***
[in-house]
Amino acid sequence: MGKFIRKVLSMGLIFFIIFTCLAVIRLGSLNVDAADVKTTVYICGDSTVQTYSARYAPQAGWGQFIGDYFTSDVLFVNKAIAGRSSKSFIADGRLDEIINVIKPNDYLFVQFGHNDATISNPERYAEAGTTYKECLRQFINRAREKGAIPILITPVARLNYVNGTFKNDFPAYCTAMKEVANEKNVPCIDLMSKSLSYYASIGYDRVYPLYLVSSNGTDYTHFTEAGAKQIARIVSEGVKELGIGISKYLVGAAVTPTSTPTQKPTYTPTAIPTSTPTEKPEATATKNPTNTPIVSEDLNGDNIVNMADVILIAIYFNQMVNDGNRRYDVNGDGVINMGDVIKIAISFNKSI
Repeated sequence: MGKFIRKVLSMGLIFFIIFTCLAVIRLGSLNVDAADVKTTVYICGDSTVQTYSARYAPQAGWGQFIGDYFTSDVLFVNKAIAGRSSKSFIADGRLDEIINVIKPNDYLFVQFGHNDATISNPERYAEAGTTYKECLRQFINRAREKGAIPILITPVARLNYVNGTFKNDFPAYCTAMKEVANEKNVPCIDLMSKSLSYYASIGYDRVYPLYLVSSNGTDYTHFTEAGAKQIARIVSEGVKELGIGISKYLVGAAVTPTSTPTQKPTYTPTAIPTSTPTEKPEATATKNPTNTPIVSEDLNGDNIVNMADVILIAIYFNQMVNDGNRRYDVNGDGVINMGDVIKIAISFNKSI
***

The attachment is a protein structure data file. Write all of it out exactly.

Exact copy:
[in-house]
Amino acid sequence: MGKFIRKVLSMGLIFFIIFTCLAVIRLGSLNVDAADVKTTVYICGDSTVQTYSARYAPQAGWGQFIGDYFTSDVLFVNKAIAGRSSKSFIADGRLDEIINVIKPNDYLFVQFGHNDATISNPERYAEAGTTYKECLRQFINRAREKGAIPILITPVARLNYVNGTFKNDFPAYCTAMKEVANEKNVPCIDLMSKSLSYYASIGYDRVYPLYLVSSNGTDYTHFTEAGAKQIARIVSEGVKELGIGISKYLVGAAVTPTSTPTQKPTYTPTAIPTSTPTEKPEATATKNPTNTPIVSEDLNGDNIVNMADVILIAIYFNQMVNDGNRRYDVNGDGVINMGDVIKIAISFNKSI
Repeated sequence: MGKFIRKVLSMGLIFFIIFTCLAVIRLGSLNVDAADVKTTVYICGDSTVQTYSARYAPQAGWGQFIGDYFTSDVLFVNKAIAGRSSKSFIADGRLDEIINVIKPNDYLFVQFGHNDATISNPERYAEAGTTYKECLRQFINRAREKGAIPILITPVARLNYVNGTFKNDFPAYCTAMKEVANEKNVPCIDLMSKSLSYYASIGYDRVYPLYLVSSNGTDYTHFTEAGAKQIARIVSEGVKELGIGISKYLVGAAVTPTSTPTQKPTYTPTAIPTSTPTEKPEATATKNPTNTPIVSEDLNGDNIVNMADVILIAIYFNQMVNDGNRRYDVNGDGVINMGDVIKIAISFNKSI